1) What does Nietzsche actually mean by the phrase “God is dead”? Explain in relationship to such notions as “overman”, “eternal recurrence”, “will to power”, “nihilism”, and the “moral view of the world”. Quote extensively with proper citations to back up your argument.
The phrase “God is dead” has several possible meanings. Given the protection that Nietzsche gave his ideas through his style of writing (aphorisms, parables, etc) and given his penchant for irony, one can hardly say with certainty just what he meant but instead propose several options. One popular postmodern option as argued in class is that Nietzsche was arguing that western Christianity and western philosophy had become in turn “idolaters”. By reducing God to logical syllogisms and to simple moralistic tomes, God had become tame, limited and hardly worth noticing. By the writing of theology, God had become a pile of words, and this reduction had “killed” God. Nietzsche it is argued here is primarily blaming Kant for this extreme reduction whereby “God” has become good for nothing except a justification for morality. To the extent that Nietzsche is in fact making these complaints than I can agree with much of it. However I don’t believe that language, written or spoken, is the enemy and would argue that it is what is said about God that is a potential reduction. For example if I say that “God is all powerful and all knowing”, then the statement about God is not a limiting one and should be indicted under Nietzschean standards. It is too much of a straw man to think that Nietzsche was indicting the mere presence of text as if people were worshipping the text as opposed to the real God.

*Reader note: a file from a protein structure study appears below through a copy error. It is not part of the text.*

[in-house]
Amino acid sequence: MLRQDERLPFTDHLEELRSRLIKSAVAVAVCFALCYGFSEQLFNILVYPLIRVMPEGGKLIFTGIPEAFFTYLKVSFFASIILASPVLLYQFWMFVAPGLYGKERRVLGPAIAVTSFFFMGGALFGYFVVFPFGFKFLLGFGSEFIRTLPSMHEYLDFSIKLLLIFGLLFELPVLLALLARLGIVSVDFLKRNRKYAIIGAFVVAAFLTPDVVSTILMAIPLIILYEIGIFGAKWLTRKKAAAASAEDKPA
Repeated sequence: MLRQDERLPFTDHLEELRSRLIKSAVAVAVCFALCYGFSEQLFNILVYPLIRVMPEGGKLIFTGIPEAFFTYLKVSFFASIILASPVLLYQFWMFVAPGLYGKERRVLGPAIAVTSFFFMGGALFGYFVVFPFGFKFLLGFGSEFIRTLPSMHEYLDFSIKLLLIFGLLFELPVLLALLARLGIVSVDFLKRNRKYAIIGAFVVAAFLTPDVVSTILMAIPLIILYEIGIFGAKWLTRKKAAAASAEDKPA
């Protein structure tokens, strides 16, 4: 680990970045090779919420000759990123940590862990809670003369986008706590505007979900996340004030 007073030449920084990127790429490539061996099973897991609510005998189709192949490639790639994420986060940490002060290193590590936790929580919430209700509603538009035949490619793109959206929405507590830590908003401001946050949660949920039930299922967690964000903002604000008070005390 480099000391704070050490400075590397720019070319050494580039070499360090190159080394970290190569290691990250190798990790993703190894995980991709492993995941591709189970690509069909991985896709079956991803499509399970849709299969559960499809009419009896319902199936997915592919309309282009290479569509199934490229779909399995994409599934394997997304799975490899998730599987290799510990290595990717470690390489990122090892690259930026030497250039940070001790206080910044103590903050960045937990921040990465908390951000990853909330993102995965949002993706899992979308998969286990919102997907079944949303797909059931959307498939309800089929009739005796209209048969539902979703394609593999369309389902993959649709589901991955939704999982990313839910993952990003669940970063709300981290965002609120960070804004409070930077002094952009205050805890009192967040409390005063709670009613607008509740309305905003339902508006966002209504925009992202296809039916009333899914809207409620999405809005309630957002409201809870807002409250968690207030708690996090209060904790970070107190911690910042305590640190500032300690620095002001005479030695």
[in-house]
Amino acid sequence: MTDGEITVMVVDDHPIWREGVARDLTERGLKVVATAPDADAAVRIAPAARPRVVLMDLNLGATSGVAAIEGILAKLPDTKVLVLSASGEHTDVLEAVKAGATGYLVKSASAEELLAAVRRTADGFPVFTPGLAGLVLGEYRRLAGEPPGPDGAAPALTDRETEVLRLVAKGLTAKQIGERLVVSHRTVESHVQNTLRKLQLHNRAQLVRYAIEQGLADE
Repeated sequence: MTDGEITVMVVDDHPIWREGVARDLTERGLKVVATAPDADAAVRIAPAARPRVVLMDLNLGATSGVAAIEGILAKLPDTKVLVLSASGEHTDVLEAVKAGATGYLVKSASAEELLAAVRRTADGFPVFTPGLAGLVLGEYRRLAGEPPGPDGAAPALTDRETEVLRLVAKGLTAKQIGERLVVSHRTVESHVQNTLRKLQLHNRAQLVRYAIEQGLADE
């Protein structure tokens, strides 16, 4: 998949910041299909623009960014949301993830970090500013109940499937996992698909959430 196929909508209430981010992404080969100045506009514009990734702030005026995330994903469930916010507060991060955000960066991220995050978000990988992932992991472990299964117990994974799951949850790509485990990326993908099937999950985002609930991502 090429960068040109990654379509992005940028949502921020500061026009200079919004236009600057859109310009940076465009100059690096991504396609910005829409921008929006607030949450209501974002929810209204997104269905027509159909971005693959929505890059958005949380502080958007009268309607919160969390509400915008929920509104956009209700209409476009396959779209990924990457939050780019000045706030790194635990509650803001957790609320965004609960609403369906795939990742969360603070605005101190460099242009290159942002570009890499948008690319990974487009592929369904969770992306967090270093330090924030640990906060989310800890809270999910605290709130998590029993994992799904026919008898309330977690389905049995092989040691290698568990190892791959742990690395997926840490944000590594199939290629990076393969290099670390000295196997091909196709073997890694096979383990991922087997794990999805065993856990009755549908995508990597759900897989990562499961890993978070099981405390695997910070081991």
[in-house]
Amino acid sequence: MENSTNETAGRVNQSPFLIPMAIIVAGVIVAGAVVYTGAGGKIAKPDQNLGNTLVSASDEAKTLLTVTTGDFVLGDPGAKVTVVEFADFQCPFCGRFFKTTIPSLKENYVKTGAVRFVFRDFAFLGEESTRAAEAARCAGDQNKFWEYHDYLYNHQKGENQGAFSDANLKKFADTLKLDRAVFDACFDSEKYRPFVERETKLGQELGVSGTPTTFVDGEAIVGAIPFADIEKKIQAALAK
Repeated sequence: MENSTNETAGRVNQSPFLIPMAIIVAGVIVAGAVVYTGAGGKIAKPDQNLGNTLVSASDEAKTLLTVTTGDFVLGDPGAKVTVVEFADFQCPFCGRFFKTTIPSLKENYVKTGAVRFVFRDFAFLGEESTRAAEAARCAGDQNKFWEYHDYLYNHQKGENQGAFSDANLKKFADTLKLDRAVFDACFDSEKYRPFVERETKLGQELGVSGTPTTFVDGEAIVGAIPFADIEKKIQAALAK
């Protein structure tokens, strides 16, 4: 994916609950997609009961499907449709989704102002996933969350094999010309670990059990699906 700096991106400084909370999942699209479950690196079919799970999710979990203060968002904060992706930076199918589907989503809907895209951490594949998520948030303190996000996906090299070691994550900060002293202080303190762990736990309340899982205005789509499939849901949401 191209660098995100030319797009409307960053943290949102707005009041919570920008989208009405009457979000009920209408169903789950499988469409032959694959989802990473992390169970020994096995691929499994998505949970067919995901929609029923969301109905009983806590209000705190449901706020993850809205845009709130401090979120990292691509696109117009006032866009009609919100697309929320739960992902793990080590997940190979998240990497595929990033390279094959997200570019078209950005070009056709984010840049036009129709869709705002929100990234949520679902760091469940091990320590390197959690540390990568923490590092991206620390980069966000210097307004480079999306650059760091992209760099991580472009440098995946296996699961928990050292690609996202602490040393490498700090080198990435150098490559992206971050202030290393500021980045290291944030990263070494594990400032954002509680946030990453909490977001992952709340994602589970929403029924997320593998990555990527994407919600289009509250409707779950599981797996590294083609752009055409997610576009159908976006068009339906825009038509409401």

This brings another possibility as to what he meant by “God is dead”. God is dead; we (European Christians) have killed him. There is no good and evil. The argument is simple and profound. By the late 19th century, German philosophers and theologians had for the most part abandoned orthodox Christianity in favor of an enlightenment sort of view. The God of the Bible, who created and ruled the world, who engaged in the world through miraculous acts, was “fine” for uneducated fishers and farmers, but we “modern” people who know about science and logic cannot accept such an account. Following the lead of Hume and then Kant, the miraculous or supernatural world view which had dominated the continent for thousands of years was gone. Kant in moderating Hume a bit, did leave open the possibility of belief being rational, but faith was reserved for another category, that of the possible not of the space time world in which we live. After “destroying” the traditional rationalistic arguments for God, Kant proffered a moral argument for God. God must exist to ground universal morality. By the early 19th century, Kierkegaard and Schliermacher have taken up the point. Faith is irrational or emotive. A sense of “dependence” is all that is left of the once powerful God who moved heaven and earth. Hegel then reduced God to what ever has been done in the world. The Weltgeist is history, and that of the world. This immanence did not judge the world, but is the world and justified all the “progress”. Marx and Darwin come along as atheists and simple apply the logical conclusion to what the “Christians” in Germany had already done. Marx substituted the “state” for God in Hegel, and Darwin substituted natural selection for the formerly powerful creator. Towards the end of the 19th century then, Nietzsche surveys and honestly points out the obvious. “God” is dead. He has no role; he has no job. “Christians” don’t believe in the supernatural, they believe in science. Christians and Jews don’t need God to explain the universe, and as the social Darwinians are pointing out at the time of Nietzsche, they don’t need God to supply a basis for morality either. The “we” is I think German Christianity, which leads the way for the rest of Europe in Nietzsche’s understanding of things. God was not killed by strangers, but rather by those who claimed they “believed”. Of course this belief was qualified to the point of extinction. We will believe in God, if and only if (how do you like that for analytic talk?) he remains incidental to real life, or perhaps if he will be the base for our morality, but nothing else. This impotent God was killed easily enough, Nietzsche might think. And to Nietzsche, Kant did not understand just how fully he had undermined God. A God who has nothing to do with the space/time world has nothing to do with the morality in that world either.